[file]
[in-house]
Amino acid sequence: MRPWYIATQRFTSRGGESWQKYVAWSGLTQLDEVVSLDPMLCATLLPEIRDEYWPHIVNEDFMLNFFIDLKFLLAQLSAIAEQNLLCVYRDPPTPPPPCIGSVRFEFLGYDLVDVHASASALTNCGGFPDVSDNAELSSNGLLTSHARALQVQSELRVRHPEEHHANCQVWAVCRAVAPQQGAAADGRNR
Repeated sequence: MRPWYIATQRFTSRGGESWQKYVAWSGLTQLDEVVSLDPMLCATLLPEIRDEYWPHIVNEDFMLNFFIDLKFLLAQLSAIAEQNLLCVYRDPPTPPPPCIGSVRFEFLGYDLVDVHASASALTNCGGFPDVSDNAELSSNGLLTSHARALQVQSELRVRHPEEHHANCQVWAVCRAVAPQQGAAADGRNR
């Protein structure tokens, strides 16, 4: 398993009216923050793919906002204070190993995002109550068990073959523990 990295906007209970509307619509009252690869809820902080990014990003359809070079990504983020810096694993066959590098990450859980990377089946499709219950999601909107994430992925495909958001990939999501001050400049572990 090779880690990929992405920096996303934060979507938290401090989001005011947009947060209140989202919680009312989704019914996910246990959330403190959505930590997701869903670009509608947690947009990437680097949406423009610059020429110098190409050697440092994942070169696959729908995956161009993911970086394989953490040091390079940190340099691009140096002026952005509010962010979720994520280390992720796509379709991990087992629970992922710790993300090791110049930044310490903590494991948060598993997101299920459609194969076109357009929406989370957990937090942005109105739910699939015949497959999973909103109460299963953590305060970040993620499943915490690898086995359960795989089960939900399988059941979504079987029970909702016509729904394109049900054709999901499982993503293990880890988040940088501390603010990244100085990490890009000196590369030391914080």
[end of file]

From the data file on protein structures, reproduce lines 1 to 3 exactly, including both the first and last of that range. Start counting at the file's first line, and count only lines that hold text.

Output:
[in-house]
Amino acid sequence: MRPWYIATQRFTSRGGESWQKYVAWSGLTQLDEVVSLDPMLCATLLPEIRDEYWPHIVNEDFMLNFFIDLKFLLAQLSAIAEQNLLCVYRDPPTPPPPCIGSVRFEFLGYDLVDVHASASALTNCGGFPDVSDNAELSSNGLLTSHARALQVQSELRVRHPEEHHANCQVWAVCRAVAPQQGAAADGRNR
Repeated sequence: MRPWYIATQRFTSRGGESWQKYVAWSGLTQLDEVVSLDPMLCATLLPEIRDEYWPHIVNEDFMLNFFIDLKFLLAQLSAIAEQNLLCVYRDPPTPPPPCIGSVRFEFLGYDLVDVHASASALTNCGGFPDVSDNAELSSNGLLTSHARALQVQSELRVRHPEEHHANCQVWAVCRAVAPQQGAAADGRNR